In the face of a legal challenge, Proposition C supporters are calling for the recent budget windfall to be directed toward homelessness.
San Francisco leaders have control an extra $181 million windfall in property tax revenue and differing visions for exactly how that should be spent. Prop. C supporters, frustrated by the lack of implementation of business taxes that would garner about $300 million each year for homelessness services, presented a budget for Mayor London Breed on the steps of City Hall on Wednesday.
They called for half of the windfall to go toward permanent housing, a quarter of it to be spent on behavioral health, 15 percent for preventing homelessness through rental assistance and eviction defense, and the last 10 percent to be spent on emergency shelters and drop-in hygiene programs. The city is not directing Prop. C funds toward these services while a legal challenge is pending.
A group of people who either face homelessness or did in the past attested to the need for such funds by sharing stories about sleeping in cars with children and relying on McDonald’s to brush their teeth. Reina Cruz, who now lives in Mercy Housing, developed such severe stress from not having a home with her three children that she had blood clots in her throat.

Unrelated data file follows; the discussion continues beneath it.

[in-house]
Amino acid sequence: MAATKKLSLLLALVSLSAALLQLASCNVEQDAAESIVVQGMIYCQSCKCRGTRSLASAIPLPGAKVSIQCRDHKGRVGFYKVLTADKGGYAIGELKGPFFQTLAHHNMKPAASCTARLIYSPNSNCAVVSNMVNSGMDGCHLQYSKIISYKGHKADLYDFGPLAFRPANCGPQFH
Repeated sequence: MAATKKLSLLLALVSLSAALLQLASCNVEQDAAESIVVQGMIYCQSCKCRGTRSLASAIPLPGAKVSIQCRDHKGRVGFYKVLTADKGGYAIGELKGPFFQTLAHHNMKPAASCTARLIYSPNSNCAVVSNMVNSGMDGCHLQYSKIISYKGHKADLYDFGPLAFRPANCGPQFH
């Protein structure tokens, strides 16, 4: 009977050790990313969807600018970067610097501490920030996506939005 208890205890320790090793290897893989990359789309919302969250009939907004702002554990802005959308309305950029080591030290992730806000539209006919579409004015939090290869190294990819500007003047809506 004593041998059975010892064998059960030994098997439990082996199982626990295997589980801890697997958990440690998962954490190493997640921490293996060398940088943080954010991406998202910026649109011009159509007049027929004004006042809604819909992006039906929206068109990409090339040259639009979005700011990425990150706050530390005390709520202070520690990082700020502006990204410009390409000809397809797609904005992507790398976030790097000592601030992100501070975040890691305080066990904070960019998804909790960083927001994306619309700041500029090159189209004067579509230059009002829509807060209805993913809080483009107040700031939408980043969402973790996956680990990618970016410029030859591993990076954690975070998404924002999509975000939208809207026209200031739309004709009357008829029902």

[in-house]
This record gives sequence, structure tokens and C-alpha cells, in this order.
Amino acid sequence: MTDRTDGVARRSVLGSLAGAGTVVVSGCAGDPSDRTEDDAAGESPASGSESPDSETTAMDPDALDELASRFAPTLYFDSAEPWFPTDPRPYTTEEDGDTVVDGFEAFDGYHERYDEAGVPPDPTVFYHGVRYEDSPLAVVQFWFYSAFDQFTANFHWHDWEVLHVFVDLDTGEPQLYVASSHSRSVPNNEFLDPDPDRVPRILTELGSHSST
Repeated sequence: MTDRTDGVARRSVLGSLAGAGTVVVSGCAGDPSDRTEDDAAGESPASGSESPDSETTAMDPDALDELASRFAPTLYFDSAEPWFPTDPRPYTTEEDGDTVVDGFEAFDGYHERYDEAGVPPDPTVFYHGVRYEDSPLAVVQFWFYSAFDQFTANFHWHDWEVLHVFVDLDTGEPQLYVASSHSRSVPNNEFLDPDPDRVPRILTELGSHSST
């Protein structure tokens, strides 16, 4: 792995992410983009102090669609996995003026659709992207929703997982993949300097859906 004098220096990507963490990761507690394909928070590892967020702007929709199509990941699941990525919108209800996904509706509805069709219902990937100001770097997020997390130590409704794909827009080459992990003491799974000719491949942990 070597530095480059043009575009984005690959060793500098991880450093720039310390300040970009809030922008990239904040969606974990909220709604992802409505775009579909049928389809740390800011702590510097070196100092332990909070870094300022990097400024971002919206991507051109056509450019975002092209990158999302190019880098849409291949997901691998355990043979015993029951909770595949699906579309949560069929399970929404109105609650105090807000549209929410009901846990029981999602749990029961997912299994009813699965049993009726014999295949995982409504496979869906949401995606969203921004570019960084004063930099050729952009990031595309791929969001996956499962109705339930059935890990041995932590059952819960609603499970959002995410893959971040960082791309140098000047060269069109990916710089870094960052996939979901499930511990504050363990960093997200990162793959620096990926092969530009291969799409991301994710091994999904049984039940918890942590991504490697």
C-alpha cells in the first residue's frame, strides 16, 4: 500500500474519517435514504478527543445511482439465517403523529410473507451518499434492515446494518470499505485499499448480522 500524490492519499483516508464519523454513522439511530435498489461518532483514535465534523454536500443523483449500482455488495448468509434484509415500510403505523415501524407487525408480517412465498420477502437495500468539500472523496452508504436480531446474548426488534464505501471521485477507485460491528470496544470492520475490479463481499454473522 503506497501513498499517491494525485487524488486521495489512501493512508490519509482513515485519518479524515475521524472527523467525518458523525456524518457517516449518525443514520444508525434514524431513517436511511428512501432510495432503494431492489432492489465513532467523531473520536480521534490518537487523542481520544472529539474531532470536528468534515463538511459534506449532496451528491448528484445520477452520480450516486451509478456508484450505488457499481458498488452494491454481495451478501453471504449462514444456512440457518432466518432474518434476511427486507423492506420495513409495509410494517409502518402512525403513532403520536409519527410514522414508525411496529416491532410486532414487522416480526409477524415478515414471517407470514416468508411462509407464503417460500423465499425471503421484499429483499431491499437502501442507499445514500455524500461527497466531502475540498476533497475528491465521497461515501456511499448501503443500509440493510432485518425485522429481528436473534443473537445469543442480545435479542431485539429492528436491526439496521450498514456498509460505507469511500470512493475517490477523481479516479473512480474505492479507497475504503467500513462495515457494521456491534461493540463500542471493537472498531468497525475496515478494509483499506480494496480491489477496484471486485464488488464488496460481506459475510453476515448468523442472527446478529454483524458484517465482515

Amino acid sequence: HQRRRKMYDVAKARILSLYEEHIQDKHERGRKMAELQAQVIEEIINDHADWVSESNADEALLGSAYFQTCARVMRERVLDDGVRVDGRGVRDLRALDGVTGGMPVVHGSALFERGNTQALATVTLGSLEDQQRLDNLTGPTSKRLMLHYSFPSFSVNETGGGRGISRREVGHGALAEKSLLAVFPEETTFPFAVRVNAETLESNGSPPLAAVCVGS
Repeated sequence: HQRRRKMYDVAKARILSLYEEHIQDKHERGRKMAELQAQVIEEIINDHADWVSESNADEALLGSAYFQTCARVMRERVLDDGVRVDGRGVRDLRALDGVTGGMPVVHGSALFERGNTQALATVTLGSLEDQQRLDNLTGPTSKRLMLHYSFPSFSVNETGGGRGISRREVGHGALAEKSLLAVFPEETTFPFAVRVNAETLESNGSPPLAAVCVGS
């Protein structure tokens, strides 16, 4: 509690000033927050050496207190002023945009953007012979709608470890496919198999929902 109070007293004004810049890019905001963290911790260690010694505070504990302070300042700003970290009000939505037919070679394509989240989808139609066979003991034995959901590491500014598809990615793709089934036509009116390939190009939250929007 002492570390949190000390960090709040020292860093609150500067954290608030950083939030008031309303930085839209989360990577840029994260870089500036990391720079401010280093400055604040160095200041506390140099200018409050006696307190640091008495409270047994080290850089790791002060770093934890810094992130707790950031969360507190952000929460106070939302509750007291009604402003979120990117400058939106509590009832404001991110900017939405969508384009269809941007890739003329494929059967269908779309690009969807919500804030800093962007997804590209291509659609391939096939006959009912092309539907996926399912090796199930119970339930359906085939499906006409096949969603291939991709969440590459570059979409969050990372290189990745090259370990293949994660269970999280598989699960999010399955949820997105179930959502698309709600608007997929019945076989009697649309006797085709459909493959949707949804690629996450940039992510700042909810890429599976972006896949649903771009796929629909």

“Deep down inside you know you’re capable but just because of your appearance, people close their doors on us,” said Cruz, translated by Raul Fernandez. “We want the city to comply with the spirit of Prop. C.”
Breed seeks to give the Mayor’s Office of Housing $90.5 million for affordable housing and the other $90.5 million to the Department of Homelessness and Supportive Housing and Department of Public Health. School board member and Supervisor-elect Matt Haney has proposed to have a larger portion go toward to school district, citing the low budgeting from property tax revenue.
Tracey Mixon, who lives in a shelter with her eight-year-old daughter and previously expressed disappointment in Breed’s opposition to Prop. C, said she was “thrilled” the windfall is being put toward supplemental housing.
“It’s very important the city listens to the voices that are homeless,” said Margarita Aleman of social justice group PODER. “That’s why it’s important for the city to distribute these funds.”